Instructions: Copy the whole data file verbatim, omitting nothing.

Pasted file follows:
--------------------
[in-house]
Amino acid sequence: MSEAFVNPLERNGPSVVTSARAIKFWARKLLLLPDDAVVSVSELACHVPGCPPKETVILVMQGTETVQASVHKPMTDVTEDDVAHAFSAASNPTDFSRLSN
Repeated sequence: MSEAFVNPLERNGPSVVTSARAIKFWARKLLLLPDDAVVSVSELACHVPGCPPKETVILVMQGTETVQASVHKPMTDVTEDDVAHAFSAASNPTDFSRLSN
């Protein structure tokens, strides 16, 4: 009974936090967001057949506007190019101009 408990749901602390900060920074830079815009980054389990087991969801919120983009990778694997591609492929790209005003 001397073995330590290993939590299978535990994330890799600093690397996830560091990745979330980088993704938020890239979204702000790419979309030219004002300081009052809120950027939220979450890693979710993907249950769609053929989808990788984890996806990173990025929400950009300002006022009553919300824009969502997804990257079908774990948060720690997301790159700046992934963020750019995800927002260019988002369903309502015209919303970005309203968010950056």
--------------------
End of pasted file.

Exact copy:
[in-house]
Amino acid sequence: MSEAFVNPLERNGPSVVTSARAIKFWARKLLLLPDDAVVSVSELACHVPGCPPKETVILVMQGTETVQASVHKPMTDVTEDDVAHAFSAASNPTDFSRLSN
Repeated sequence: MSEAFVNPLERNGPSVVTSARAIKFWARKLLLLPDDAVVSVSELACHVPGCPPKETVILVMQGTETVQASVHKPMTDVTEDDVAHAFSAASNPTDFSRLSN
């Protein structure tokens, strides 16, 4: 009974936090967001057949506007190019101009 408990749901602390900060920074830079815009980054389990087991969801919120983009990778694997591609492929790209005003 001397073995330590290993939590299978535990994330890799600093690397996830560091990745979330980088993704938020890239979204702000790419979309030219004002300081009052809120950027939220979450890693979710993907249950769609053929989808990788984890996806990173990025929400950009300002006022009553919300824009969502997804990257079908774990948060720690997301790159700046992934963020750019995800927002260019988002369903309502015209919303970005309203968010950056």